• Cut open the filter canister with a suitable tool and extend the paper oil filter on the bench to its full length. Carefully inspect the filter paper on both sides to identify any excessive metal residues. Check the Rotax manual for details of what is acceptable. Ideally, fold up the filter paper and keep it in a sealed and flight time/dated plastic bag in case you need it for reference at some later date.

4. Refill with new oil and install a new filter

 

  • Clean the oil filter contact face on the engine and install the new oil filter canister per Rotax instructions. Smear some fresh engine oil on the rubber washer/seal in the new filter and screw it back in place by hand. After tightening by hand as much as you can, further tighten the filter by rotating about 270 degrees (¾ of a turn). DO NOT OVER-TIGHTEN! Wipe away any oil spills around the bottom of the filter.
    Some people like to dab a drop of coloured paint (nail varnish is excellent for this) on the oil filter and housing so you can see at a glance if it has started to unscrew.
  • Clean the area around the oil reservoir drain and re-install the drain plug with its new copper sealer/washer. Hold the captive nut on the reservoir with a spanner and use a  torque wrench to tighten the drain plug to 25Nm. Re-lock-wire the drain plug in place. Make sure you do this correctly so that the plug is held tight in the correct sense and cannot come loose!
  • Fill the oil reservoir with 3 litres of fresh oil. Ensure the ignition is switched off and hand-crank the engine about 20 turns of the propeller (in the correct sense, never backwards!) to help refill the complete oil system. Make sure you replace the oil reservoir cap!

5. Finishing up

  • Remove and/or put away/dispose of all the old oil, filter, tools etc. Don’t replace the engine cowlings yet.
  • Pull the aircraft out of the hangar and ensure it’s well away from anything loose that might get sucked into the prop.
  • Get in and start the engine. Watch the oil pressure gauge to ensure the oil pressure is rising within 10-20 seconds. If not, shut down. Check there is oil in the reservoir. Ensure all switches including ignition, are OFF and, using the propeller blades, hand-crank the engine for 5-10 rotations of the propeller. Restart the engine and adjust to around 2300-2500 rpm.
  • If the pressure still does not rise within 10-20 seconds, shut down and carry out a full check of the oil system to ensure there are no loose hoses and that you did actually refill the oil reservoir!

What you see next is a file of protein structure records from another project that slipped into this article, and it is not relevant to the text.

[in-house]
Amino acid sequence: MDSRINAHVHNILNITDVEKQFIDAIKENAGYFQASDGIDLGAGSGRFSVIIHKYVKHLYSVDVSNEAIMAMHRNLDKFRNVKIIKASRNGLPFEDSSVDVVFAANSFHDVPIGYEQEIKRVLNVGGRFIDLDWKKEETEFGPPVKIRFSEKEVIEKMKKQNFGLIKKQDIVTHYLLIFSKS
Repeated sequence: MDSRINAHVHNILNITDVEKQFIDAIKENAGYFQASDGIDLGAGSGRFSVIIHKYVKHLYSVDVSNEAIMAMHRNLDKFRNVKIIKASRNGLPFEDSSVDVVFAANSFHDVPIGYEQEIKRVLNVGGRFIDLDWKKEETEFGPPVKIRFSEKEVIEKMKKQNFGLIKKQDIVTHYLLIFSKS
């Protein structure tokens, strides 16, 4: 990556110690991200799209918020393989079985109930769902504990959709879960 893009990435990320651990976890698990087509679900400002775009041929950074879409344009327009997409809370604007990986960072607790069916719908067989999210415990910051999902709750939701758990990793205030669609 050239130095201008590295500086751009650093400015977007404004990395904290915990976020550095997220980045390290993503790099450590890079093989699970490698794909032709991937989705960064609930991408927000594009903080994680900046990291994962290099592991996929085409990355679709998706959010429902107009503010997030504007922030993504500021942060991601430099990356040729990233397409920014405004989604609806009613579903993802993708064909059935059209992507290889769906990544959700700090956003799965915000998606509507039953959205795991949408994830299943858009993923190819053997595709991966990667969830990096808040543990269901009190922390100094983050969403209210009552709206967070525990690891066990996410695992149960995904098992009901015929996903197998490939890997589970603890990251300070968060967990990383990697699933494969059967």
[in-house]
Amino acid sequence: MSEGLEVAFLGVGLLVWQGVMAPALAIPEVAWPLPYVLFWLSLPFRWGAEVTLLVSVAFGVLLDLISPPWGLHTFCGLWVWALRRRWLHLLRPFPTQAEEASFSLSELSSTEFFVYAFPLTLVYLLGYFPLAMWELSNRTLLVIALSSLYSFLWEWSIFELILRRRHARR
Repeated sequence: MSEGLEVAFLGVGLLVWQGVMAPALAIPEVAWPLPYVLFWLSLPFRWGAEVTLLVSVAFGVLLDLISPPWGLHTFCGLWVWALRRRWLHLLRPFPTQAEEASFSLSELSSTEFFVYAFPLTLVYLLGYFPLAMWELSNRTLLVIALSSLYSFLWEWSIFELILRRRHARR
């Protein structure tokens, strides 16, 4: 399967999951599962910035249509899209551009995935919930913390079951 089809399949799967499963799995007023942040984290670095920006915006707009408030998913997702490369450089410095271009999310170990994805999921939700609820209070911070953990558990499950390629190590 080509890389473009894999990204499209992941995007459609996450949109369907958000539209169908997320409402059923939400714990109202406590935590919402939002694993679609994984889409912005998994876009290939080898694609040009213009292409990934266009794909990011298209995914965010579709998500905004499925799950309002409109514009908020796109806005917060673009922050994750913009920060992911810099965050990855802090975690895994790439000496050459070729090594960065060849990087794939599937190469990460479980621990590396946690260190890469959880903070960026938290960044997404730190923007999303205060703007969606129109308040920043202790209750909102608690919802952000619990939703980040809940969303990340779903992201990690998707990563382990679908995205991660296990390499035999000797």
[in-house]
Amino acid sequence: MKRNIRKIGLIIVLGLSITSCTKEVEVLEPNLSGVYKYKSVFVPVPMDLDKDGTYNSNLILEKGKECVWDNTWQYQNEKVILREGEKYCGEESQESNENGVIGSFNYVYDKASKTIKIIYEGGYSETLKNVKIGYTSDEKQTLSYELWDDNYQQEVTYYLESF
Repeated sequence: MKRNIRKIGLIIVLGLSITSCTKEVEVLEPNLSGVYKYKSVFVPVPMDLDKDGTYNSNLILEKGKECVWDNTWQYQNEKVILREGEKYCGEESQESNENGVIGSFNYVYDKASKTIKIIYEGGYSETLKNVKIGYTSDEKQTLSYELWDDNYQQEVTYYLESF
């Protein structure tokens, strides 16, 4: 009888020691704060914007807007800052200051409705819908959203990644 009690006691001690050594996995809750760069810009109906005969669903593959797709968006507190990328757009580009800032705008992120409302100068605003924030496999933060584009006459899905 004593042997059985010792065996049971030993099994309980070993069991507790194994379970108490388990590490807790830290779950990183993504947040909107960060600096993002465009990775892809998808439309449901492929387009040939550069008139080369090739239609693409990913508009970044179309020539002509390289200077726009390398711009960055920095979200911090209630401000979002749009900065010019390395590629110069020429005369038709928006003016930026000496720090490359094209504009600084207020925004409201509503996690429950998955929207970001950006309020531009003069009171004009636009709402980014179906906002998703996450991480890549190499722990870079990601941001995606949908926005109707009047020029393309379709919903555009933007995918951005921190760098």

• If the pressure rises OK, run the engine for about 15 minutes at various rpm until it is well warmed through. Shut down and check for oil leaks – particularly round the oil filter, magnetic plug and reservoir drain plug.
  • If all is OK, replace the engine cowlings and you’re ready for the next flight!

Rotax 912 series oil filter – new service bulletin

Rotax has issued a new mandatory service bulletin covering their oil filters – SB-912-071.

Due to a manufacturing deviation, the sealer gasket on the oil filter may leak, causing possible loss of oil pressure and oil.

If your 912ULS engine number is within the series from S/N 9 569 542 up to S/N 9 569 782 inclusive, or you have service replaced your oil filter since June 2017, you need to check the filter. If it has a green mark in the specified location, the filter is OK. If not, check for leakage and if any is seen, the filter must be replaced immediately. Even if there is no visible leak, the filter must also be replaced immediately on listed engines.

If there is no green mark on the filter, no leakage and the engine is not listed, the filter should be replaced within 25 engine running hours or within 200 days from 01 November 2017, whichever occurs sooner.

Here is a link to the service bulletin which gives full details: SB-912-071
Here is a link to the listed 912UL & 912ULS engines affected: SB-912-071UL

Urgent Rotax safety bulletin

Rotax has issued an urgent and mandatory service bulletin on their 912/914 series engines. It applies to a limited selection of engines built between June 2016 and October 2017 – check your Foxbat/Vixxen 912ULS engine number against the list below to see if you are affected.

(A) from S/N 6 785 971 up to S/N 6 786 198 inclusive
(B) from S/N 6 786 501 up to S/N 6 787 000 inclusive